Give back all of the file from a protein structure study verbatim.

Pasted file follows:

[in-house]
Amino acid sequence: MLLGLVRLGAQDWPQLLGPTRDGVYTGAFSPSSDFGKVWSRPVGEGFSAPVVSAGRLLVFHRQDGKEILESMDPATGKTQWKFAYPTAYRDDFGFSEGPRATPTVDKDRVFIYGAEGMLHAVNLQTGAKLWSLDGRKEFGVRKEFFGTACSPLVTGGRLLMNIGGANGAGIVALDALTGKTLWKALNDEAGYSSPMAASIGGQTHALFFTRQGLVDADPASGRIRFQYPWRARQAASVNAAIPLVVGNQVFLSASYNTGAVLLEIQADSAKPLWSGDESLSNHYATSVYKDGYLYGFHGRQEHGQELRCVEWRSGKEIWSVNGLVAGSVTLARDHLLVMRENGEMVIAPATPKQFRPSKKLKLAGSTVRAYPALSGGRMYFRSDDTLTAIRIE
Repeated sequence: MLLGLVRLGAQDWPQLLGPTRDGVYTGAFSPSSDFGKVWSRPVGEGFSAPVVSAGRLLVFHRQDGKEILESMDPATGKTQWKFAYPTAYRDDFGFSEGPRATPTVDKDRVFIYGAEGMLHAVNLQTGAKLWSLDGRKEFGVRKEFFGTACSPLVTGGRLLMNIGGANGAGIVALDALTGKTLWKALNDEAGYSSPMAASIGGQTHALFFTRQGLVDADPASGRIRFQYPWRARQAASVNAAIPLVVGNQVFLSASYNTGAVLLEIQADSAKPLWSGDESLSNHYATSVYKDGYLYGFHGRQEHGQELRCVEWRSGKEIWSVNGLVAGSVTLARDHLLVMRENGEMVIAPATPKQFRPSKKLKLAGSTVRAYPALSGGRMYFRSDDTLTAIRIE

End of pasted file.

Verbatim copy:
[in-house]
Amino acid sequence: MLLGLVRLGAQDWPQLLGPTRDGVYTGAFSPSSDFGKVWSRPVGEGFSAPVVSAGRLLVFHRQDGKEILESMDPATGKTQWKFAYPTAYRDDFGFSEGPRATPTVDKDRVFIYGAEGMLHAVNLQTGAKLWSLDGRKEFGVRKEFFGTACSPLVTGGRLLMNIGGANGAGIVALDALTGKTLWKALNDEAGYSSPMAASIGGQTHALFFTRQGLVDADPASGRIRFQYPWRARQAASVNAAIPLVVGNQVFLSASYNTGAVLLEIQADSAKPLWSGDESLSNHYATSVYKDGYLYGFHGRQEHGQELRCVEWRSGKEIWSVNGLVAGSVTLARDHLLVMRENGEMVIAPATPKQFRPSKKLKLAGSTVRAYPALSGGRMYFRSDDTLTAIRIE
Repeated sequence: MLLGLVRLGAQDWPQLLGPTRDGVYTGAFSPSSDFGKVWSRPVGEGFSAPVVSAGRLLVFHRQDGKEILESMDPATGKTQWKFAYPTAYRDDFGFSEGPRATPTVDKDRVFIYGAEGMLHAVNLQTGAKLWSLDGRKEFGVRKEFFGTACSPLVTGGRLLMNIGGANGAGIVALDALTGKTLWKALNDEAGYSSPMAASIGGQTHALFFTRQGLVDADPASGRIRFQYPWRARQAASVNAAIPLVVGNQVFLSASYNTGAVLLEIQADSAKPLWSGDESLSNHYATSVYKDGYLYGFHGRQEHGQELRCVEWRSGKEIWSVNGLVAGSVTLARDHLLVMRENGEMVIAPATPKQFRPSKKLKLAGSTVRAYPALSGGRMYFRSDDTLTAIRIE